ByNikodim Trashkov, writer at Creators.co
Nikodim Trashkov

Telltale's The Walking Dead Season 1 was dropped on us out of nowhere. Every single person who played it fell in love with it, including me. Then came Season 2. These games became my two favorite games of all time as soon as I played them. They are story driven, emotionally charged masterpieces that manage to keep you on edge to a point where waits between episodes were more than likely insufferable. Luckily for me, I binge-played them.

They don't have amazing gameplay. Some may argue that they don't have any gameplay at all, and they would not be wrong. After all, they are point-and-click games. There is still zombie-killing action every now and then, but the games are not focused on that. In that way they are very simple; they are not obsessed with triple combos, special takedowns and stuff like that. That is not where these games excel. Where they excel is through the stratosphere, and that is in the characters and story development.

The games take place in the same universe as The Walking Dead comics by Robert Kirkman. The premise is very simple: You play as Lee, a convicted criminal who makes it out alive from a car crash, and then later comes across a little girl named Clementine. Her parents are out of town and presumed missing, so in an attempt to get her to them, the two embark on a journey of survival.

As you go along your journey and venture through standard zombie apocalypse scenarios, you meet some of the most brilliantly and well-written characters ever. Since making choices is a key element in the games, when conflict happens between characters and you are forced to take sides, it is really difficult because the characters are so gripping.

Then there are the asshole characters who piss you off so much that when opportunities arise where you could get rid of them, unbelievably you are still torn. Because each decision you make will have consequences. Dialogue and certain actions you choose can make or break relationships.

It's incredibly enthralling to watch the characters grow and change, especially Kenny. He is a standout character whose entire arc, depending on which choices you make, is very heartbreaking. It had me in tears.

Lee and Clementine's relationship will make its way into everyone's hearts. Surprisingly, for a kid she is not annoying and her relationship with Lee is quite humorous at times. With certain decisions made, a little notice pops up in the top corner saying Clementine will remember this, and you want to set a good example for her. So sometimes you will find yourself redoing past decisions you made.

You feel a certain sense of responsibility for her and it is really cool that a virtual character is making you feel this way. As the game progresses you start teaching Clementine how to survive. You teach her how to shoot a gun. You tell her to keep her hair short so walkers won't grab it. In Season 2 you actually control Clementine. She is older, more mature and you see her become more independent.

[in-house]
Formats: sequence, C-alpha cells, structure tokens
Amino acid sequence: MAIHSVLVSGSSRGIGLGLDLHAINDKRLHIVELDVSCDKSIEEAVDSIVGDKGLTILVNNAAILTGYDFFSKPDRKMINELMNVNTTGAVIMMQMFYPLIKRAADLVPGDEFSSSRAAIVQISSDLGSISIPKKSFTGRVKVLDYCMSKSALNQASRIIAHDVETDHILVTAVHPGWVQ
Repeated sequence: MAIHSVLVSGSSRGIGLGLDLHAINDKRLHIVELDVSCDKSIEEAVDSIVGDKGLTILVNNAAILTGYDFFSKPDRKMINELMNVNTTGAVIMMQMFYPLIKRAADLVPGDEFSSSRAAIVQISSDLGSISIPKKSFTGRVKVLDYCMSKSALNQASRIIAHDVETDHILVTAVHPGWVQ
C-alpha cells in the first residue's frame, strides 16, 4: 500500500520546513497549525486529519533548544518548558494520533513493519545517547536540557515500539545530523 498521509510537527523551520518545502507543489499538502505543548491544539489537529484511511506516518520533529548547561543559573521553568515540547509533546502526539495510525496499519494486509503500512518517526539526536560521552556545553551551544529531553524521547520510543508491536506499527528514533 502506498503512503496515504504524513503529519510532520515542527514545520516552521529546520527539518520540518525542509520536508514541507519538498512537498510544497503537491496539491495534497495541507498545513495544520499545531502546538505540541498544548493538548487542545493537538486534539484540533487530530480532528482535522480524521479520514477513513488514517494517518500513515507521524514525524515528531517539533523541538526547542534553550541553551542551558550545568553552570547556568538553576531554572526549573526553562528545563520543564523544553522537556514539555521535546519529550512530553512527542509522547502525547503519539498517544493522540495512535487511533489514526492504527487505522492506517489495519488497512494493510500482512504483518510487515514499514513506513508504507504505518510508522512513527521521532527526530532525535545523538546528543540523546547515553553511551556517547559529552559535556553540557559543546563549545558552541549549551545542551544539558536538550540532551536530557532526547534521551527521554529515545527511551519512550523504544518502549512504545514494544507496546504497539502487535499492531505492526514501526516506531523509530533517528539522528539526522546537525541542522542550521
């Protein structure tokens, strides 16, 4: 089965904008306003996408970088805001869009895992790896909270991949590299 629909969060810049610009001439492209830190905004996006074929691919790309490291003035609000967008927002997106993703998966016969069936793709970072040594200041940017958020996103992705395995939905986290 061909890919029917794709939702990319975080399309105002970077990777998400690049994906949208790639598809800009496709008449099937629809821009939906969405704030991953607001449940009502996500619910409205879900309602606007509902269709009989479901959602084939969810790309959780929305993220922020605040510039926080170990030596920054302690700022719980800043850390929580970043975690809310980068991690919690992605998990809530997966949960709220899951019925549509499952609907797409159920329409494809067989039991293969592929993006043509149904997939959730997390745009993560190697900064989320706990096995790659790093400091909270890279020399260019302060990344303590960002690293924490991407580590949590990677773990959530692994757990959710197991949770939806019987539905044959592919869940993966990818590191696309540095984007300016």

It is essentially, at its core, a coming-of-age story, but set against the backdrop of a zombie apocalypse, which is a very interesting spin on the whole genre.

The games are very emotional. They made me cry and will without a doubt have the same affect on you, unless you are an emotionless sociopath who drowns kittens at Christmas. Telltale is also not manipulative about how it executes the game's emotional depth. A lot of games, movies and TV shows have long, drawn-out sections of crying set to sad music. It feels unnatural and forced. Here, all the parts work perfectly together to create very impactful moments.

Some people who have not played the games might see it and think that the art style feels cheap and crappy, but in the grand scheme of the game, it's really not. It feels like a comic book and that aesthetic is right for the story it tells. If the games had ultra-realistic PC- and console-melting graphics, I believe it would not have had the same impact that it had.

The games are also interesting to play if you are not familiar with the world of The Walking Dead, other than the TV show, because they expand the universe. You see new places in the world, what other people are doing and the captivating measures that they go to in a bid to survive. Episode 2 of Season 1 is a particular highlight.

If you like video games, then go and play these. If you like The Walking Dead — good, then go and play these. If you like compelling emotional stories, then go and play these. You will not regret it. With so many mediocre, overblown and disappointing games nowadays a dime a dozen, the really impactful ones like The Walking Dead certainly stand out. This is art and if you have any kind of appreciation for art, you will not regret playing this.

Trust me, all those Game of the Year awards and 10/10 reviews are not lying. The Walking Dead will take you on an unforgettable journey that you will want to go back and play again, making different choices but keeping in mind those choices will carry over to the next game.

You will fall in love with Clementine and not in a weird, creepy way. She is one of the best characters in gaming history. After you have finished Season 2 you will be very much looking forward to Season 2. So do yourself a favor and go on this journey.

What do you think about Telltale's 'The Walking Dead'?

Trending

Latest from our Creators